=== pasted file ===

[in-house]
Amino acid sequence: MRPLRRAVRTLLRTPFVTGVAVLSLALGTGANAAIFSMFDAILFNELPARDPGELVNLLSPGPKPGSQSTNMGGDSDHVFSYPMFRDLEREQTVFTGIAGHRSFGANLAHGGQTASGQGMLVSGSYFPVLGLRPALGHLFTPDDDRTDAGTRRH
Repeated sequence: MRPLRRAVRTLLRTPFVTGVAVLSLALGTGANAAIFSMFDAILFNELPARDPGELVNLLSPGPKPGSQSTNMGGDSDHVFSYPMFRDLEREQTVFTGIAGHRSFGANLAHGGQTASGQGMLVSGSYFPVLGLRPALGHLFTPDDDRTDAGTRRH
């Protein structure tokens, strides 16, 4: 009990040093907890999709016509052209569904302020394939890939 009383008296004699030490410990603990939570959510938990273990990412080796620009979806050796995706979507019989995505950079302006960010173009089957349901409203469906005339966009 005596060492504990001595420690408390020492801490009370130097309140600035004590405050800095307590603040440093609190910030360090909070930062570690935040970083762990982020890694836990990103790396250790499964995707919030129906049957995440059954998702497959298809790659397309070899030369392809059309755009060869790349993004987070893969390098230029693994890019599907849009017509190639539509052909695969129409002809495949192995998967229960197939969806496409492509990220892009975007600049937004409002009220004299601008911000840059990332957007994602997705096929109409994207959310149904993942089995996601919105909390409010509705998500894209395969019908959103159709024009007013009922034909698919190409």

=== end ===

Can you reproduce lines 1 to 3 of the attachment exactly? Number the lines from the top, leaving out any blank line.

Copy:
[in-house]
Amino acid sequence: MRPLRRAVRTLLRTPFVTGVAVLSLALGTGANAAIFSMFDAILFNELPARDPGELVNLLSPGPKPGSQSTNMGGDSDHVFSYPMFRDLEREQTVFTGIAGHRSFGANLAHGGQTASGQGMLVSGSYFPVLGLRPALGHLFTPDDDRTDAGTRRH
Repeated sequence: MRPLRRAVRTLLRTPFVTGVAVLSLALGTGANAAIFSMFDAILFNELPARDPGELVNLLSPGPKPGSQSTNMGGDSDHVFSYPMFRDLEREQTVFTGIAGHRSFGANLAHGGQTASGQGMLVSGSYFPVLGLRPALGHLFTPDDDRTDAGTRRH